Are you as knowledgeable about APIs as you should be?
While it seems reasonable to assume that anyone reading RPG Developer is quite familiar with RPG, not every reader may be as familiar with the application program interfaces (APIs) available with i5/OS. In this ongoing column, "The API Corner," I will be discussing some of the wild and wonderful capabilities that are open to the RPG developer through system APIs. But the first few articles will be oriented toward the developer who, while knowledgeable about RPG, may not be that familiar with APIs.
i5/OS provides a significant number of system APIs that RPG developers can use. Any given API generally falls into one of these categories:
• An i5/OS-unique interface that enables enhanced access to system capabilities
• An industry-standard interface that enables cross-platform application compatibility with other systems (often referred to as being UNIX-type)
• An IBM-standard interface that enables cross-platform application compatibility with other IBM systems (some of these APIs have also evolved to become industry-standard interfaces) These IBM-standard interface APIs, depending on their age, are often referred to as being Systems Application Architecture (SAA) type, Common Execution Environment (CEE) type, or some other family-type name.
The initial focus of this column will be on the first type of system APIs, those that are generally unique to i5/OS. These APIs tend to have a common set of standards. These standards include basics such as parameter passing conventions, data types supported, API naming, and the like. One critical standard is related to error-handling.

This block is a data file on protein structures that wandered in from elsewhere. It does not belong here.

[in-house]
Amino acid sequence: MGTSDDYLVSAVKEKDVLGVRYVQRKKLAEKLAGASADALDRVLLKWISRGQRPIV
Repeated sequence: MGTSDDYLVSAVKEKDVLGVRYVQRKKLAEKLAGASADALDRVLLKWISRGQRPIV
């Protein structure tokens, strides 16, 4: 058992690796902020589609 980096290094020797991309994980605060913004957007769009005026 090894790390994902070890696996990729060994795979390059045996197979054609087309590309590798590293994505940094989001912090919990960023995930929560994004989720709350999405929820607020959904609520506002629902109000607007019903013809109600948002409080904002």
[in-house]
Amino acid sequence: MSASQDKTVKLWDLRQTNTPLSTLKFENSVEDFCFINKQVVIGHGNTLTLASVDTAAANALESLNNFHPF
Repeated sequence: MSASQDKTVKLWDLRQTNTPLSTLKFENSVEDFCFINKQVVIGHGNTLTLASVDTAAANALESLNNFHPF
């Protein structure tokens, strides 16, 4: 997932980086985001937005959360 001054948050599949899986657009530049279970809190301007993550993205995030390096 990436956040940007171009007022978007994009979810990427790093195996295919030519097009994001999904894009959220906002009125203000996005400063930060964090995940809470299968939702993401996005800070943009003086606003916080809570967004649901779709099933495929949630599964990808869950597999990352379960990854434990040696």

i5/OS-unique APIs use a common parameter, known as the error-code parameter, to give the application developer control over how errors are to be reported back to the application program. This error-code parameter is variable length with two predefined structure definitions. The most frequently used structure definition has the following subfields:
• Bytes provided-A 4-byte integer subfield (sometimes also referred to as being a 4-byte binary subfield) that is an input to the API and defines how many bytes of the error-code parameter structure are to be used by the API in reporting errors back to the developer
• Bytes available-A 4-byte integer subfield that can be an output from the API and defines how many bytes of error-related information were returned in the error-code parameter by the API
• Exception ID-A 7-byte character subfield that can be an output from the API and represents the *ESCAPE message ID associated with an error found by the API
• Reserved-A 1-byte character field that is not currently used in reporting error-related information back to the application program
• Exception data-A variable-length character subfield that can be an output from the API and may contain message-replacement data associated with the message ID returned in the Exception ID subfield
This error-code structure, as with most structures used by system APIs, is provided by IBM in the System Openness Includes (QSYSINC) library. If this library is not installed on your system, you need to install option 13 of i5/OS. This column will make extensive use of the QSYSINC includes in order to avoid having to duplicate API structure definitions within an article. Having said that, though, let's now examine the error-code structure that is provided in QSYSINC! The structure is found in member QUSEC of the file QSYSINC/QRPGLESRC and is shown below:
D*Record structure for Error Code Parameter
D*NOTE: The following type definition only defines the fixed
D* portion of the format. Varying length field Exception
D* Data will not be defined here.
D* Qus EC
D QUSBPRV 1 4B 0
D* Bytes Provided
D QUSBAVL 5 8B 0
D* Bytes Available
D QUSEI 9 15
D* Exception Id
D QUSERVED 16 16
D*QUSED01 17 17
D* Varying length